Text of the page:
Click on the Hexadecimal item in the View menu or press Ctrl+H to switch between text and hexadecimal editing. The undo and redo lists are cleared whenever you switch.
In hexadecimal mode, the editing area is split into three zones. The left zone is a column with byte offsets. It indicates the offset relative to the start of the file of the first byte on each row in the hex editor. The first file in the byte has offset zero.
The middle area shows all the bytes in the file represented as a hexadecimal number. You can type in the numbers 0 through 9 and the letters A through F to insert bytes. To change some bytes without changing the length of the file, press the Insert key on the keyboard to toggle between Insert and Overwrite mode. In Overwrite mode, the bytes you type in will replace the bytes already present in the file.
The right-hand column shows the textual representation of each byte. It translates bytes into characters using the file type’s default text encoding or the non-Unicode encoding if either of those is a single byte encoding. Otherwise, it uses the encoding you selected for the ASCII section in the Editor Preferences. You can select a different 8-bit encoding for the active file using Convert|Text Encoding. You can type characters into the text column. EditPad Pro uses the same encoding to translate the characters into bytes.
If you want to see only the hexadecimal representation or only the textual representation, select Hexadecimal Only or ASCII only in the submenu of the Hexadecimal item in the View menu. Select Hexadecimal and ASCII to restore the default. Whichever mode you last selected in the submenu is used as the default next time you click the View|Hexadecimal item directly.
If you have used View|Split Editor to split the editor in two, then you can select Split Hexadecimal and ASCII in the View|Hexadecimal submenu to have the first half of the editor show only the hexadecimal representation, and the second half of the editor only the ASCII representation. If you didn’t split the editor, then the editor shows both the hexadecimal and ASCII representations.
By default, the hexadecimal view groups bytes in blocks of 8 bytes and shows as many blocks of 8 bytes on one row as will fit within the width of EditPad’s window. If your binary files use a specific record size, it may be more convenient to display one record on one row, even if that requires horizontal scrolling or leaves blank space. Use Options|Record Size to specify the number of bytes EditPad Pro should display per row in hexadecimal mode.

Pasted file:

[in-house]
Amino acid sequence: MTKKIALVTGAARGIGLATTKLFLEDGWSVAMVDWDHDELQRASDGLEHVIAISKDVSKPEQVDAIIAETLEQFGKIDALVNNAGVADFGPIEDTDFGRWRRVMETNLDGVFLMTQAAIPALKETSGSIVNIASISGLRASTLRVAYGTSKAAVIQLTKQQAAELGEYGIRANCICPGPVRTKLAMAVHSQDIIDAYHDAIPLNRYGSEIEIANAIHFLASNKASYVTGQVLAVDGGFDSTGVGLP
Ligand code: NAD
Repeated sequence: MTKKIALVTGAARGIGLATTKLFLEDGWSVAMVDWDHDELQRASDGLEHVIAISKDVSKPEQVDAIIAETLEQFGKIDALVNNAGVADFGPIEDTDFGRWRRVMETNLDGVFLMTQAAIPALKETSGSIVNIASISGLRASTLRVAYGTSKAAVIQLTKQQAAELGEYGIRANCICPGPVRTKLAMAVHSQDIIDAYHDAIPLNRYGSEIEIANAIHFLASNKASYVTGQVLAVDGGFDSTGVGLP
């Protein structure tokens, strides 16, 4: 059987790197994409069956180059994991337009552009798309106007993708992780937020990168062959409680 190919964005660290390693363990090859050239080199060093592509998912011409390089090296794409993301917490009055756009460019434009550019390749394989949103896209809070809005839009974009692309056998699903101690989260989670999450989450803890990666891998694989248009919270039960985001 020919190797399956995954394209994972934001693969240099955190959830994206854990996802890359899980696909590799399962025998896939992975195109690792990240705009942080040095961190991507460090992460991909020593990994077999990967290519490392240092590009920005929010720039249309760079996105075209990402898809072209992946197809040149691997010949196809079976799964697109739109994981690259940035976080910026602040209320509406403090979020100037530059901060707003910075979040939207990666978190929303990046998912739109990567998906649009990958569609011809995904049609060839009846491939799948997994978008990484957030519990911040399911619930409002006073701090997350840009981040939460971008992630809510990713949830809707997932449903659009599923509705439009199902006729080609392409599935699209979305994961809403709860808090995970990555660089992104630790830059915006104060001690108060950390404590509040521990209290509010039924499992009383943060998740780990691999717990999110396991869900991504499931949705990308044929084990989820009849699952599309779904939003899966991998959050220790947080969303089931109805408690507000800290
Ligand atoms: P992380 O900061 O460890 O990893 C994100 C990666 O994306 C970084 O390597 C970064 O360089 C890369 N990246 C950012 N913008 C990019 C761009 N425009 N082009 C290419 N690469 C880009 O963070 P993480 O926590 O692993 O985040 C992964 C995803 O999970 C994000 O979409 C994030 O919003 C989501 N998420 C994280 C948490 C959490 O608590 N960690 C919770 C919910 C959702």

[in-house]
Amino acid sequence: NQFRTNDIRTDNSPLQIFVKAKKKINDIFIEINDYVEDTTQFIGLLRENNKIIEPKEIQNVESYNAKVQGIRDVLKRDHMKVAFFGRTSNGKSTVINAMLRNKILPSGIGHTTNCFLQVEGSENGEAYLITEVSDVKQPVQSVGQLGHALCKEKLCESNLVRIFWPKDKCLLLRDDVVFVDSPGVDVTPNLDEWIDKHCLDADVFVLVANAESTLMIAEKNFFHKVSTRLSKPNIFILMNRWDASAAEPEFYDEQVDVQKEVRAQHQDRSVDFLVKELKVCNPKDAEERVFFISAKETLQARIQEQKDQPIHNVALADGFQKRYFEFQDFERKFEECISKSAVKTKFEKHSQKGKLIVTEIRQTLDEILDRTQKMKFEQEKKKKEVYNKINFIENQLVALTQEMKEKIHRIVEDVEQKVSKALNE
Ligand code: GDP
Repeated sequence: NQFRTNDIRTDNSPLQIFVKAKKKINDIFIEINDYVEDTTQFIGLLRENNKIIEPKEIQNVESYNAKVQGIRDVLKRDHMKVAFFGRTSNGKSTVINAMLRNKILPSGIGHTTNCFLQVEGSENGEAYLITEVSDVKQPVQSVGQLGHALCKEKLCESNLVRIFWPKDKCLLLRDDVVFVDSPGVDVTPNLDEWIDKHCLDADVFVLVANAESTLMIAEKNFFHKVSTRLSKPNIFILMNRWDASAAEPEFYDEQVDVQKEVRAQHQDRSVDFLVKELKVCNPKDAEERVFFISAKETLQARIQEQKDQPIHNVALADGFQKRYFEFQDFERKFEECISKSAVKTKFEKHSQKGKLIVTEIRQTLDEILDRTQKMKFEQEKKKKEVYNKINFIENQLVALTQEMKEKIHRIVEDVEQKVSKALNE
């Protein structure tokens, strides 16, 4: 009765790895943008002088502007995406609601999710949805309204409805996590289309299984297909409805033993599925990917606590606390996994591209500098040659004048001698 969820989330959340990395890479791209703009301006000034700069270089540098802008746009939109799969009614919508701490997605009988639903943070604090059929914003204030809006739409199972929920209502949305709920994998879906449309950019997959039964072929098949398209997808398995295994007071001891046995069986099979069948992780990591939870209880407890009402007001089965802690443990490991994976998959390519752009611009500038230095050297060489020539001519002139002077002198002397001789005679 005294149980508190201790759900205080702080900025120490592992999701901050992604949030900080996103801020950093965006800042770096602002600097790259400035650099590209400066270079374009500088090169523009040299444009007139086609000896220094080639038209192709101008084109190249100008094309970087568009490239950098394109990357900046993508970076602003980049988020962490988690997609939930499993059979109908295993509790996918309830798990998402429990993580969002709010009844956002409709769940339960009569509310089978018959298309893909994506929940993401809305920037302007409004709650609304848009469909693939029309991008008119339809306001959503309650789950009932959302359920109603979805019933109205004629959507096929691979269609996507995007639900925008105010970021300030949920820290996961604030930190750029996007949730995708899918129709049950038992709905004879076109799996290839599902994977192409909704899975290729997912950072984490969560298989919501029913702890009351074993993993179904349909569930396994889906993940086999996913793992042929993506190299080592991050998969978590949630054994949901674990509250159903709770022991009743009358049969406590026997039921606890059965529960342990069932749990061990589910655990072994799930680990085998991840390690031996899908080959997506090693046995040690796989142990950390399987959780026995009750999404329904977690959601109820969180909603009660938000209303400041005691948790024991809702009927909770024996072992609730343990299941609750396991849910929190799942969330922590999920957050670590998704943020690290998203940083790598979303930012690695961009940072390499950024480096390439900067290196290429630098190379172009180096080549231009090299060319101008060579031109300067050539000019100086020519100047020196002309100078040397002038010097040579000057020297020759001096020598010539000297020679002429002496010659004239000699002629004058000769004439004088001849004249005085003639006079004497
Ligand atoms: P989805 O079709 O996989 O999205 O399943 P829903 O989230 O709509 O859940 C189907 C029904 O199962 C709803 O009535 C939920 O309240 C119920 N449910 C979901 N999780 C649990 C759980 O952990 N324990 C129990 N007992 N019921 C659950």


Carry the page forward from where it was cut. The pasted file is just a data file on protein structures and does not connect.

If your binary files store integer or floating point numbers that are larger than one byte, you can easily edit those numbers in decimal representation using EditPad Pro’s Byte Value Editor while you’re in hexadecimal mode.
If your binary files store text using an 8-bit encoding, you can work with that directly in the right-hand ASCII section of the hex editor. First use Convert|Text Encoding to select the proper encoding if it is not the file type’s default. In hexadecimal mode, Convert|Text Encoding never changes the bytes that are already in your file. It only changes how the ASCII section displays those bytes and how characters you type into the ASCII section are translated into bytes.
If you copy and paste between different files in hexadecimal mode in EditPad Pro then you will always paste the exact bytes that you copied, regardless of whether you are using the same or different encodings for the ASCII section of those files. If you copy from a file in text mode and paste into another file in hexadecimal mode, then the text you copied is first converted from the text file’s encoding to the 8-bit encoding you’re using for the hexadecimal file. The resulting bytes are then pasted.
If you need to work with text inside a binary file that is stored as Unicode or using a multi-byte code page, then use File|New to open an additional tab to use as a scratch space. To interpret bytes in the binary file as text, copy them from the binary file. Switch the scratch file to hexadecimal mode and then paste. You’ll paste the exact bytes. Now switch the scratch file to text mode. Use Convert|Text Encoding with the “interpret” option and the encoding you want to interpret the bytes with. This does not change the bytes in the scratch file. It only makes EditPad display them using the selected encoding. To insert new text into the binary file, switch the scratch file to text mode, set its encoding if needed, and enter your text. Then switch the scratch file to hex mode. This gives you the bytes that represent your text in the encoding that you were using in text mode. It doesn’t matter if the ASCII section shows garbage. It may be interpreting those same bytes with a different 8-bit encoding. Simply copy and paste the bytes into your actual file.
If you are using Unicode for your scratch file (or any file) and its file type specifies that a byte order marker should be written, then the BOM is added at the start of the file in hexadecimal mode. If you don’t want the BOM then you may want to use a file type that doesn’t write one for your scratch file.
In hexadecimal mode, the Search and Replace boxes work exactly the same as the main editor. They use the same encoding for their ASCII sections. So you can search for text using the same 8-bit encoding inside binary files by entering it into the ASCII section of the Search box. You can search for text using other encodings by first preparing it in a scratch file as explained above and then pasting into the Search box.
View|Byte Value Editor